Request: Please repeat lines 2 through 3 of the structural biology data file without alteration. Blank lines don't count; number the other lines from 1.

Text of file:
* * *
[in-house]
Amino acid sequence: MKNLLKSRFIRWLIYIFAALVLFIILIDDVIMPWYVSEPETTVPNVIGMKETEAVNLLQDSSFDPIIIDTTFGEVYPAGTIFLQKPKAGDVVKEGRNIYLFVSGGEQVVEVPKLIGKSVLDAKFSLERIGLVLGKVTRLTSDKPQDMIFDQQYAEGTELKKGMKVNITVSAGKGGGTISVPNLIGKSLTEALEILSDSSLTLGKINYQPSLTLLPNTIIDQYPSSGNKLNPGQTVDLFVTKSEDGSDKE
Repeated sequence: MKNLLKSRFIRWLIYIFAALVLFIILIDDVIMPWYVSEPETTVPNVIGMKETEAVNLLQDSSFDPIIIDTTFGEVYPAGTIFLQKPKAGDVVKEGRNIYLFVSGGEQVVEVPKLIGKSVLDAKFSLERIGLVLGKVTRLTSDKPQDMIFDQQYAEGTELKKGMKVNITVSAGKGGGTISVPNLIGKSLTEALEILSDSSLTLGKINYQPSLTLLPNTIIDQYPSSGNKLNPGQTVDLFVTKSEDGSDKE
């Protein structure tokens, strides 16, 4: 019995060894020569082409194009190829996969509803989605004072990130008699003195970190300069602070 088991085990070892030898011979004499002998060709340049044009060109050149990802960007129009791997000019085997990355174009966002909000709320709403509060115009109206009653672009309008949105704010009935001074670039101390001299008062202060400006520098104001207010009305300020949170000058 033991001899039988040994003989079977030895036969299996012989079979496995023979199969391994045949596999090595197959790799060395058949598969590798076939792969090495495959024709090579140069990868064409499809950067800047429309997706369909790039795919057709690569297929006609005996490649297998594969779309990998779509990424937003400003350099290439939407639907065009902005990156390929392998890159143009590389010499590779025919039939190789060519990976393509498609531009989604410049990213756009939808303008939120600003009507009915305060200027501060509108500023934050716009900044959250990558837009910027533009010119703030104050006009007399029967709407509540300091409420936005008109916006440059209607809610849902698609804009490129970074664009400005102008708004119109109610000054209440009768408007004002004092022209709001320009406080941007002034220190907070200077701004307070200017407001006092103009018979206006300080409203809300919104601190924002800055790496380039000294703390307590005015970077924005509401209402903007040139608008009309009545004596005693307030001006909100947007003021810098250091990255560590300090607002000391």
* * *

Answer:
Amino acid sequence: MKNLLKSRFIRWLIYIFAALVLFIILIDDVIMPWYVSEPETTVPNVIGMKETEAVNLLQDSSFDPIIIDTTFGEVYPAGTIFLQKPKAGDVVKEGRNIYLFVSGGEQVVEVPKLIGKSVLDAKFSLERIGLVLGKVTRLTSDKPQDMIFDQQYAEGTELKKGMKVNITVSAGKGGGTISVPNLIGKSLTEALEILSDSSLTLGKINYQPSLTLLPNTIIDQYPSSGNKLNPGQTVDLFVTKSEDGSDKE
Repeated sequence: MKNLLKSRFIRWLIYIFAALVLFIILIDDVIMPWYVSEPETTVPNVIGMKETEAVNLLQDSSFDPIIIDTTFGEVYPAGTIFLQKPKAGDVVKEGRNIYLFVSGGEQVVEVPKLIGKSVLDAKFSLERIGLVLGKVTRLTSDKPQDMIFDQQYAEGTELKKGMKVNITVSAGKGGGTISVPNLIGKSLTEALEILSDSSLTLGKINYQPSLTLLPNTIIDQYPSSGNKLNPGQTVDLFVTKSEDGSDKE